First of all, your messages to the instance are called toots. This is a play on Tweets. You also set up a profile just like you would on Twitter, including a display name, a bio, a header, and a profile picture. Mastodon also provides users with options for filtering specific words and content.

    It even looks like Tweetdeck. Just check out this screenshot:

    The Mastodon equivalent of a retweet is called a boost. Likes are called favorites and you have a 500-character limit to your messages instead of Twitter’s 240 limit.

    The username format is @username, but that’s where things start to get different. See the top toot on the timeline? That’s from a user named @RadicalEdward@hackers.town. This is an example of Mastodon’s federated network. @RadicalEdward is the user, but the @hackers.town shows the user is posting from another instance.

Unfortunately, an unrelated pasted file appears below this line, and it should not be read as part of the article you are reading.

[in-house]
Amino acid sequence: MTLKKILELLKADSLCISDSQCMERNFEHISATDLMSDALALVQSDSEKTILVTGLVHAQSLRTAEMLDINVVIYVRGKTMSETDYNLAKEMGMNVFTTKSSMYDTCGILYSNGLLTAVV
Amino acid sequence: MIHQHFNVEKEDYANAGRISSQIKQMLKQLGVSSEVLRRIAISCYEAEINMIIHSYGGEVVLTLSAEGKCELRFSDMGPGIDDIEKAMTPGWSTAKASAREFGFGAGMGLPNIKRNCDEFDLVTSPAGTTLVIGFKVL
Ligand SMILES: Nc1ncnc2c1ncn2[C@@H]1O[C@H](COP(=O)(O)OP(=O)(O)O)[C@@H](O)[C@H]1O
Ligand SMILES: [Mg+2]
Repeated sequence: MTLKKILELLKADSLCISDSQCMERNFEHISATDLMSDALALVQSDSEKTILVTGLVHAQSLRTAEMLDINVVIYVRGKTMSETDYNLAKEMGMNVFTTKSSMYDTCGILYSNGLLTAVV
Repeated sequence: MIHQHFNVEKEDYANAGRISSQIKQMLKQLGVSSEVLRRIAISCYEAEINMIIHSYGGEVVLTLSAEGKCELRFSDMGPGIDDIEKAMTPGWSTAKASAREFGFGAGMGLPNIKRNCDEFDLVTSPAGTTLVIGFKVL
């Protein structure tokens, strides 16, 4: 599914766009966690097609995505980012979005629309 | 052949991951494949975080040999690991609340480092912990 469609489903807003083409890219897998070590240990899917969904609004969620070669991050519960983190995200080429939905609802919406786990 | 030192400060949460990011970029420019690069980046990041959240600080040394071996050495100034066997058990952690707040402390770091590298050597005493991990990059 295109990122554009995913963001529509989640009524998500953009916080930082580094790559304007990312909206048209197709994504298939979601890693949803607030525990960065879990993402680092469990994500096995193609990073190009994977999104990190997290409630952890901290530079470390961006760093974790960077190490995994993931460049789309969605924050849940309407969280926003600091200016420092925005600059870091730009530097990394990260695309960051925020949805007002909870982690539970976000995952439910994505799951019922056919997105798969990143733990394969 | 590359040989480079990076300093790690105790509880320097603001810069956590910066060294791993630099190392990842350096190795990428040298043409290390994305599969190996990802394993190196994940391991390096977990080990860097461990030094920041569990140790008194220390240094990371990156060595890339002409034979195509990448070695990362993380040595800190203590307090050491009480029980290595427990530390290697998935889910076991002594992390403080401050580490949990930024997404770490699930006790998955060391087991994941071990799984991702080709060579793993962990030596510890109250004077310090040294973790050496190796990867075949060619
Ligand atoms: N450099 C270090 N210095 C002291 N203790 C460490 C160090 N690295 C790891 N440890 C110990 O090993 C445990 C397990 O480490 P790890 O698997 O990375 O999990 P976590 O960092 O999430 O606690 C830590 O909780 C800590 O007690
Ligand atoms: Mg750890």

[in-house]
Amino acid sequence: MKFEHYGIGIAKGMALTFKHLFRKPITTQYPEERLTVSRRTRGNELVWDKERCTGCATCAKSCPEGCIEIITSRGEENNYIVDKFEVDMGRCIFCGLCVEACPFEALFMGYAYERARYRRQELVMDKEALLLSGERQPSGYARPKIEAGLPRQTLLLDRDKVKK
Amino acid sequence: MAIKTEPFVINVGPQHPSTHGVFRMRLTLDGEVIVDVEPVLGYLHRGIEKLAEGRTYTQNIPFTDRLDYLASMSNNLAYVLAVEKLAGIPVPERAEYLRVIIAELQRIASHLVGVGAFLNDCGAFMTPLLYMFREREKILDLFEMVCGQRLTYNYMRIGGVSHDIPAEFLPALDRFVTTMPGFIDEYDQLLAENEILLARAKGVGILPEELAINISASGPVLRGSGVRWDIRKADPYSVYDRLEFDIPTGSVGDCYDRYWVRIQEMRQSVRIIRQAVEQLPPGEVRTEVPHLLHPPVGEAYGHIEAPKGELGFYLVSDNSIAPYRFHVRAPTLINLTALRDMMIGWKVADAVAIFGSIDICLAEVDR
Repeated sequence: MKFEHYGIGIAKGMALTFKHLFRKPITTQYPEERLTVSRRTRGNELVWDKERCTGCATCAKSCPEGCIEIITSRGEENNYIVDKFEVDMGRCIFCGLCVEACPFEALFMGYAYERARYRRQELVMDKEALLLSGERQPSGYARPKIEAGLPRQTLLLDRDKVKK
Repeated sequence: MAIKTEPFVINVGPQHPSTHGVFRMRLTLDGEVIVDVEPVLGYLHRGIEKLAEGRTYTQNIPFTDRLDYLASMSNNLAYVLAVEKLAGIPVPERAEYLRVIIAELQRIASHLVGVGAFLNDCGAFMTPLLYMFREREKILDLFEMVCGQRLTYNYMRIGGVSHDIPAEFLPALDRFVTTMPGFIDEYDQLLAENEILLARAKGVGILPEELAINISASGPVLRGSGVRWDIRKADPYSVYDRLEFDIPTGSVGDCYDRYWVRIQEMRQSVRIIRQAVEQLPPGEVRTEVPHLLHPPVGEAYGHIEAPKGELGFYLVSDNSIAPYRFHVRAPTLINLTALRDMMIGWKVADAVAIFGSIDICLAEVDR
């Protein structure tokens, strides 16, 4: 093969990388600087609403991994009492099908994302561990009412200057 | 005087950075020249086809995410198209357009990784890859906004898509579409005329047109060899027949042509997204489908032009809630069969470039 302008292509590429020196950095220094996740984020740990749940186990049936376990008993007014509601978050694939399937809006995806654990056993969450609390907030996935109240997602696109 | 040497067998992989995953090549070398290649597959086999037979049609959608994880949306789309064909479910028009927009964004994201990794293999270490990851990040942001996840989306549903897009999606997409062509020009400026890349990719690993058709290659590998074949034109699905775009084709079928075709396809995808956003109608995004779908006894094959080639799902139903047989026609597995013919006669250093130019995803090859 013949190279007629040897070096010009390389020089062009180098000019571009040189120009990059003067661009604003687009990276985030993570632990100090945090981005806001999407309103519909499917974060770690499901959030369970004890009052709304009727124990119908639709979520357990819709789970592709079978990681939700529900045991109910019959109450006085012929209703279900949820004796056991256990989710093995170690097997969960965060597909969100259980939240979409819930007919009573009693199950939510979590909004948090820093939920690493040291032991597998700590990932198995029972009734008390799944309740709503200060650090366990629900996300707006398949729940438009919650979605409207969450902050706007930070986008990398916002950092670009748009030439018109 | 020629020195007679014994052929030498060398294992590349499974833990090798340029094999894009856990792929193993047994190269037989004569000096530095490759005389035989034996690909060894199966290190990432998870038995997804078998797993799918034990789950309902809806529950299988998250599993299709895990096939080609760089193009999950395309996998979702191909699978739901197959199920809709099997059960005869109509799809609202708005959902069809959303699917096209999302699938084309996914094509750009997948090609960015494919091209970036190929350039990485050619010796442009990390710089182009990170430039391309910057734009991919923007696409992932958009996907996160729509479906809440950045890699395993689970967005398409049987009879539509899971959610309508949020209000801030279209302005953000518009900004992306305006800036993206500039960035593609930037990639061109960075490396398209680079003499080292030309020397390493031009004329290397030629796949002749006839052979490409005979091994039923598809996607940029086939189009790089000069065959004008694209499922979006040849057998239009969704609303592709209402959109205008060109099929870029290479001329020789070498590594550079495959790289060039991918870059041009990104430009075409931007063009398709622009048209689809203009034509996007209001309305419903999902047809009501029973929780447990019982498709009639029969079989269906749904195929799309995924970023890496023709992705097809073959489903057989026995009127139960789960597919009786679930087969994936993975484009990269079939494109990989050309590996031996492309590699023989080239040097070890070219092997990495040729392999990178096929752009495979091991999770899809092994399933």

The screenshot is of Mastodon.social, one of the largest – if not the largest – instances out there. With somewhere upward of 200,000 users, it’s not the place to join to chat with people. You’ll be drowned out of the noise.

    When you join Mastodon, you can browse through lists of instances and sort by categories, and there are quite a few categories to choose from. A few of the instances I saw included one for French speakers, one for nerd culture, and even one for witches.

    When you click join on a Mastodon, you’ll be greeted with a login/account creation screen that asks for your username, your email address, a password, and asks you to agree to the terms and server rules. Fill these in and voila: you’re inside.

    Just keep in mind that your profile will be bare bones until you flesh it out. Your username may also appear on a different instance, as the only place the server checks for duplicates is the instance you join.

    If the idea of a corporate-free social network interests you, give Mastodon a try. The more people that make the shift to software that supports a free and open Internet, the better the future of the world wide web will be.

    Leave a Reply

    Your email address will not be published. Required fields are marked *